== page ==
I don’t have a problem with staying late or swapping shifts as that can be the nature of the job. My problem is one month they will accommodate my needs and the next month they can’t.
Before I stared this role it was agreed I would be on set shifts. Other nurses on my ward are on set shifts due to childcare needs, yet they always seem to get there set shifts. So that’s why I’m asking if it’s an reasonable adjustment which mine is are work allowed to not follow they shift pattern they agreed I could work.
I have thought about going to community but the pay is better at the hospital. I really love my job and don’t want to leave. I don’t have a problem swapping shifts or staying late because my patients are ill. I just wish work would understand I struggle when they don’t adhere to my set shifts which they agreed to.
Fair enough. I think then that your best option may be to contact your local union representative and ask them to help you. You have a disability and your work do need to make reasonable adjustments to accommodate your disability. Hopefully your union can get them to resolve the issue.
Good luck! Let me know how it goes.
how about writing down your concerns in a letter. get someone to proof read it. keep a copy. then give it to your line manager. mention that this is your request for reasonable adjustment to your condition / work life balance. Talk to your local citizens advice bureau.
You could put in a grievance. Your work may try saying you do not have a disability, so you should be prepared to show you do using examples as to how your everyday life is affected under the terms of the equality act. The Equality and human rights commission produce a downloadable document Proving Disability and Reasonable Adjustments which has information as to how to go about this (Just Google Proving Disability and Reasonable Adjustments and you will find it, sorry my tablet does not allow me to copy a link to it).
It is not necessary to have a diagnosis, but if you have one the report may indicate the ways in which you are affected which will provide much evidence. Your occupational health report is also good evidence, and I believe your employer would find it hard to justify treating you in a different way to others who have been offered set shifts, due to the fact disability under the equality act cannot be ignored, the only justifications would be on cost grounds or operational reasons,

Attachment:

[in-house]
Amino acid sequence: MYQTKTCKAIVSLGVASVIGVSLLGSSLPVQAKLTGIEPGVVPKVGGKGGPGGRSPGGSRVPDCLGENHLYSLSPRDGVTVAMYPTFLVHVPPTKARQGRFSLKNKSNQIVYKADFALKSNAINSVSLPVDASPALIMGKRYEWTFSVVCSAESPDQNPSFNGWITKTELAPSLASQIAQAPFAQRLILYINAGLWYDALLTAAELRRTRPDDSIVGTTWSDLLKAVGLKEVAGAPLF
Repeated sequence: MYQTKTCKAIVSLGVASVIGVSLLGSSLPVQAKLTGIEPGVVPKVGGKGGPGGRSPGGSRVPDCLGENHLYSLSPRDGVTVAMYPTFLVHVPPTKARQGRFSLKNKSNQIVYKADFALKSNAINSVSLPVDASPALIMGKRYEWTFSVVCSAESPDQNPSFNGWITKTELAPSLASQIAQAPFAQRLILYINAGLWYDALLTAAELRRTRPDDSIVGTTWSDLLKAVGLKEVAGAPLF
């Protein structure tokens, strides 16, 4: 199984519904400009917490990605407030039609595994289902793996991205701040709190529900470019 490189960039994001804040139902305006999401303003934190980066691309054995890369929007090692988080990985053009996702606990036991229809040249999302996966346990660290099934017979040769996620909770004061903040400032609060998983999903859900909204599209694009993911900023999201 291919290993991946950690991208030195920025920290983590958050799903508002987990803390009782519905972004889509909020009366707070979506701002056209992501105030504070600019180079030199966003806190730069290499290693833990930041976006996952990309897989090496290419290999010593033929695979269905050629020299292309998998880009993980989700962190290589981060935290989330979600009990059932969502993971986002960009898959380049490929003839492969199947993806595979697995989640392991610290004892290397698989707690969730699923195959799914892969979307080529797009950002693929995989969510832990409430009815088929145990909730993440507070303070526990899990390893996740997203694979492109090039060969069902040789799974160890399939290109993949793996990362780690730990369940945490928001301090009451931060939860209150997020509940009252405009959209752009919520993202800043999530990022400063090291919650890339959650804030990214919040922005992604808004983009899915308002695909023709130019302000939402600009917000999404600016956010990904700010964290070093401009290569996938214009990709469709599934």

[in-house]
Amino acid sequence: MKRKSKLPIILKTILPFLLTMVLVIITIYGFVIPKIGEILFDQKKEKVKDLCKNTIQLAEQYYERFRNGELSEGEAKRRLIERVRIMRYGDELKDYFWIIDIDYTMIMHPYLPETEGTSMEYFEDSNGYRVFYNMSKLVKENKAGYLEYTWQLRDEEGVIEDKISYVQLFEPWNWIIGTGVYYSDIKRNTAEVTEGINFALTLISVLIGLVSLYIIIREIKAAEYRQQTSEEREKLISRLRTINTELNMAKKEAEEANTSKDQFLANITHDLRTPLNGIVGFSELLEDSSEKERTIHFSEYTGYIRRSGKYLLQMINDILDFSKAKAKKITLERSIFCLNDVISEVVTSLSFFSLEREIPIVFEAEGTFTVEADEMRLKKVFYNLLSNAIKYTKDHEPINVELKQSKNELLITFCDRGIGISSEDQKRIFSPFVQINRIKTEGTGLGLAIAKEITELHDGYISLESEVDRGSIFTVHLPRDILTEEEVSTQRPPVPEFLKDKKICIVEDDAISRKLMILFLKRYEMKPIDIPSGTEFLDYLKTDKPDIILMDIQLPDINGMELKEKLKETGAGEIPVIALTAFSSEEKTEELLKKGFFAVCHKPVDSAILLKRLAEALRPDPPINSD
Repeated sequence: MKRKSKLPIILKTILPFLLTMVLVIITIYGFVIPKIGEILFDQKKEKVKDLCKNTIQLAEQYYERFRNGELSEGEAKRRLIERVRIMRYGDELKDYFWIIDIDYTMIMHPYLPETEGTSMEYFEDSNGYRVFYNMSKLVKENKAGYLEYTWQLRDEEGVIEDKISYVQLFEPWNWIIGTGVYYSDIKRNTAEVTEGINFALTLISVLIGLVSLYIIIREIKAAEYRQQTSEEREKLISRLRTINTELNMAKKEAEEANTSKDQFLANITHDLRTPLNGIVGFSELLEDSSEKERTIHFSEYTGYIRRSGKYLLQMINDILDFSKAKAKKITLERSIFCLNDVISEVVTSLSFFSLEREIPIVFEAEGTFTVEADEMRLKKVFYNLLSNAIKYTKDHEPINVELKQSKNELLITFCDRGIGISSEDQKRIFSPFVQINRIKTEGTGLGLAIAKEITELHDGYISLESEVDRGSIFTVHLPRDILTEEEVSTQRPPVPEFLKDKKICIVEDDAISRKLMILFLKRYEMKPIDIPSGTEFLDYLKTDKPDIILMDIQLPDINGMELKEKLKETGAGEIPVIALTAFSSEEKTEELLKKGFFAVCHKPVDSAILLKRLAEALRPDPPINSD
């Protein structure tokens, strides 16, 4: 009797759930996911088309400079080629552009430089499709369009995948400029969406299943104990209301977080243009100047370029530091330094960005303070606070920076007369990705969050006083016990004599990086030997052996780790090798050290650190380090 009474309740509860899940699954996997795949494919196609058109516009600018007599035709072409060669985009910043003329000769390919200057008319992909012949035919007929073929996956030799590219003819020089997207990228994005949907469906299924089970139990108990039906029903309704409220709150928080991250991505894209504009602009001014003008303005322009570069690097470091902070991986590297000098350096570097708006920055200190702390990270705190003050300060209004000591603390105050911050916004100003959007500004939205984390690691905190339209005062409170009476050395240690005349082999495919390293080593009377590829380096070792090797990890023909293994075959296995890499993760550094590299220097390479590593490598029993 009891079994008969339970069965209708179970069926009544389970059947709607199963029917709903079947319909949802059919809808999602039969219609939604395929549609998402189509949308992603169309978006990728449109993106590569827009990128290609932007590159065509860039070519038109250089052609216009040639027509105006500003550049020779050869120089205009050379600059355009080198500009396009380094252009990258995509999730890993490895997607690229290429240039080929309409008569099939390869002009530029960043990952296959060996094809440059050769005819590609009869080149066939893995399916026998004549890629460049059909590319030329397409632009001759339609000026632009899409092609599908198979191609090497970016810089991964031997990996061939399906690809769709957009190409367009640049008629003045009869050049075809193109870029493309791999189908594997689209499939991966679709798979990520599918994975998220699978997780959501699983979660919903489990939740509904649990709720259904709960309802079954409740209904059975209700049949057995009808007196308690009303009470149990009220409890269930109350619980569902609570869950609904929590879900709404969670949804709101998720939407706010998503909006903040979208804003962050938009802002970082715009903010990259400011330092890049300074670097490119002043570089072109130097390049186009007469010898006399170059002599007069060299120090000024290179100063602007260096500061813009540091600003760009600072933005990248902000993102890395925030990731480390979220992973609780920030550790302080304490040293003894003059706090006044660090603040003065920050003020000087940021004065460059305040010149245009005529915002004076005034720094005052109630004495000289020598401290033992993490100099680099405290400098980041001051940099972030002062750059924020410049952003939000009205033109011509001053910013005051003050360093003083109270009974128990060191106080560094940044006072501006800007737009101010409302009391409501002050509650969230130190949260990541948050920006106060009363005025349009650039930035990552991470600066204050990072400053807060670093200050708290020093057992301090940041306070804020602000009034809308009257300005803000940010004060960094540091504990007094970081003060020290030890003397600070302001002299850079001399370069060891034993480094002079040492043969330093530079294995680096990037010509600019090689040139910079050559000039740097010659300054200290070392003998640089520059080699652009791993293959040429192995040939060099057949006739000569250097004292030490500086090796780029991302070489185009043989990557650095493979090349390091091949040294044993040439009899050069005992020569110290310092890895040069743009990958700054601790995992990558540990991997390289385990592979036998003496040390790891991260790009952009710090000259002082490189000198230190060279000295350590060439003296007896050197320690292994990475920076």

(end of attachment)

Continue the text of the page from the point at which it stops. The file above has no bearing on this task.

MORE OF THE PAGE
My thought as to why they would not give you entirely late shifts is that they may argue it is depriving someone else of extra pay for unsocial hours, but this should not in my opinion be a justification.
It may also be of use contact in Access to Work as they can suggest Reasonable Adjustments which may help you to your employer.
If you are diagnosed with ASD then it's definitely a 'reasonable adjustment' to ask for, right?
I think even if you are undiagnosed you are still covered...?
NAS50303 said:Other nurses on my ward are on set shifts due to childcare needs, yet they always seem to get there set shifts.
If this is the case then it could be grounds for a claim of discrimination based on (sorry to put it this way) your 'disability' (autism) which means you have difficulty explaining why it is important for you to have set shifts.
If your non-disabled (I assume) colleagues are able to secure set shifts because they are better able to 'make their case' then I would say you are being discriminated against due to your inability to do the same, which arises as a direct result of your ASD...
It is also worth bearing in mind that once reasonable adjustments are agreed, or flexible working for that matter, this becomes contractual and should not be changed without your agreement and consent.
I do know how difficult it can be standing up for your rights. The NHS trust you work for should have an Equality Officer it might be worth contacting. And if you are in the RCN or other union your branch should have an Equality officer.
Unfortunately one often has to fight to enforce ones rights and employers and managers know the reluctance their employees have to do this.
this is good advice